Friday, April 13, 2007

A Few More Minutes Before the Cold

Dwayne held the muzzle of his gun in his mouth for a while. He tasted oil. The gun was loaded and cocked. There were neat little metal packages containing charcoal, potassium nitrate and sulphur only inches from his brains. He had only to trip a lever, and the powder would turn to gas. The gas would blow a chuck of lead down a tube and through Dwayne's brains.

But Dwayne elected to shoot up one of his tiled bathrooms instead. He put chunks of lead through his toilet and a washbasin and a bathtub enclosure. There was a picture of a flamingo sandblasted on the glass of the bathtub enclosure. It looked like this:

Dwayne shot the flamingo. He snarled at his recollection of it afterwards. Here is what he snarled: 'Dumb fucking bird.'

Nobody heard the shots. All of the houses in the neighborhood were too well insulated for sound ever to get in or out. A sound wanting to get in or out of Dwayne's dream-house, for instance, had to go through an inch and a half of plasterboard, a polystyrene vapor barrier, a sheet of aluminum foil, a three-inch airspace, another sheet of aluminum foil, a three inch blanket of glass wool, another sheet of aluminum foil, one inch of insulating board made of pressed sawdust, tarpaper, one inch of wood sheathing, more tarpaper, and then alumium siding which was hollow, The space in the siding was filled with a miracle insulating material developed for use on rockets to the moon.

Dwayne turned on the floodlights around his house, and he played basketball on the blacktop apron outside his five-car garage.

Dwayne's dog Sparky hid in the basement when Dwayne shot up the bathroom. But he came out now. Sparky watched Dwayne play basketball.

'You and me, Sparky,' said Dwayne. And so on. He sure loved that dog.

Nobody saw him playing basketball. He was screened from his neighbors by trees and shrubs and a high cedar fence.

He put the basketball away and he climbed into a black Plymouth Fury he had taken in trade the day before. The Plymouth was a Chrysler product and Dwayne himself sold General Motors products. He had decided to drive the Plymouth for a day or two in order to keep abreast of the competition.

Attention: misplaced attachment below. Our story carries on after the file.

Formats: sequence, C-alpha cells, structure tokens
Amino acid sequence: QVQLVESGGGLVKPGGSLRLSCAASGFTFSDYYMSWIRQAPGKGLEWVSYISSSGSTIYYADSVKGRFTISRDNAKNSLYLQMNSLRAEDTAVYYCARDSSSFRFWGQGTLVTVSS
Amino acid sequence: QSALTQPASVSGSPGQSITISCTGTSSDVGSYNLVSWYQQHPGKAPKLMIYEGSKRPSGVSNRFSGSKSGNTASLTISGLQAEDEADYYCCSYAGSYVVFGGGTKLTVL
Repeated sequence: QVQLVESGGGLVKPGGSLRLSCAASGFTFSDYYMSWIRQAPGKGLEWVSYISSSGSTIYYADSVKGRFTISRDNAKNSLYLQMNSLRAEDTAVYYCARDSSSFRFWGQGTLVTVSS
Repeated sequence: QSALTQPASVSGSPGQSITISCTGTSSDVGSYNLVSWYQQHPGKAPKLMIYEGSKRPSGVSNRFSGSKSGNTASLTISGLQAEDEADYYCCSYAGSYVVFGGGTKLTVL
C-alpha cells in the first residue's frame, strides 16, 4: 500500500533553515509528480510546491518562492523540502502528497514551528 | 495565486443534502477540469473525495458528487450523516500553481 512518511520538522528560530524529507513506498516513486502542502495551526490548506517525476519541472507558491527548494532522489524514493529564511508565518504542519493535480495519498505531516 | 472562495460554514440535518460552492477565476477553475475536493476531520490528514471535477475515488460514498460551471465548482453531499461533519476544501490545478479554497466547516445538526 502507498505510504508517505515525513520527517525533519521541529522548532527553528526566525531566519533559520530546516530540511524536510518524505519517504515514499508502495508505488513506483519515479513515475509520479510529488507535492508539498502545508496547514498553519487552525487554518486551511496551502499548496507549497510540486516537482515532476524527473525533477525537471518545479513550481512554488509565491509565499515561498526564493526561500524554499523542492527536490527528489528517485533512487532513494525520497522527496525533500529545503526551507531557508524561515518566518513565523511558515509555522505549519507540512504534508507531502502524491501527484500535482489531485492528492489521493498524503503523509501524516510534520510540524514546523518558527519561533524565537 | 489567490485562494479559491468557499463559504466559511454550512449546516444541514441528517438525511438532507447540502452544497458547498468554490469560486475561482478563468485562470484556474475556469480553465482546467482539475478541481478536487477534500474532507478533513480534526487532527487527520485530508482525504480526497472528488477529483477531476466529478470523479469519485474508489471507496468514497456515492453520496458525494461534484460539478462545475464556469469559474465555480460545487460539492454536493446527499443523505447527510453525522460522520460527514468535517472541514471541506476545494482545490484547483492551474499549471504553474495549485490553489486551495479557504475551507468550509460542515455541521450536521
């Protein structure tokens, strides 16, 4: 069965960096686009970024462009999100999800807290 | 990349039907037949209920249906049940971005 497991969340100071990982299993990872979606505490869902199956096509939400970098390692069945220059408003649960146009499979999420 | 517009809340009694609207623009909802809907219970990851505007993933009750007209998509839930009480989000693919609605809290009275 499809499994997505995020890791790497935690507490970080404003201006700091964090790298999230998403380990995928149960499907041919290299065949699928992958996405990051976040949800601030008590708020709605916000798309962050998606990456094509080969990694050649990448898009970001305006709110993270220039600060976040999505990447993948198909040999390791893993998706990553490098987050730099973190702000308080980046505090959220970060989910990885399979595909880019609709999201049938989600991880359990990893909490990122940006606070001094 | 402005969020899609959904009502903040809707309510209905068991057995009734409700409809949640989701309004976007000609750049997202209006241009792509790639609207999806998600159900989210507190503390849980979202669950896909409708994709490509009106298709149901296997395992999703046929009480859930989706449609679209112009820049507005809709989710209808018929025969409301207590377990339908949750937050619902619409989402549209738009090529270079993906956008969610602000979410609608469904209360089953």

As he was backing out of his driveway, he thought it important to explain to his neighbors why he was in a Plymouth Fury, so he yelled out the window: 'Keeping abreast of the competition!' He blew his horn.

Dwayne zoomed down Old County Road and onto the Interstate, which he had all to himself. He swerved onto Exit Ten at a high rate of speed, slammed into a guardrail, spun around and around. He came out onto Union Avenue going backwards, jumped a curb, and came to a stop in a vacant lot. Dwayne owned the lot.

Nobody saw or heard anything. Nobody lived in the area. A policeman was supposed to cruise by once every hour or so, but he was cooping in an alley behind a Western Electric warehouse about two miles away. Cooping was police slang for sleeping on the job.

Dwayne stayed in the vacant lot for a while. He played the radio. All the Midland stations were asleep for the night, but Dwayne picked up a country music station in West Virginia, which offered him ten different kinds of flowering shrubs and five fruit trees for six dollars, C.O. D.

'Sounds good to me,' said Dwayne. He meant it. Almost all the messages which were sent and received in his country, even the telepathic ones, had to do with buying or selling some damn thing. They were like lullabies to Dwayne.

-from Kurt Vonnegut, Jr., Breakfast of Champions (Dial Press, 1973, 1999), Chapter 3


Blogger Robert said...

What a great passage! I'm going to miss Kurt Vonnegut. I love that "Keeping abreast of the competition!" I'll have to yell that at the neighbors the next time I walk down the street carrying a book of Billy Collins.

2:48 PM  
Blogger Suzanne said...

Thanks for this Greg. And thanks for your comment on my blog -- it made me smile Good to know it's not just us!

5:31 PM  

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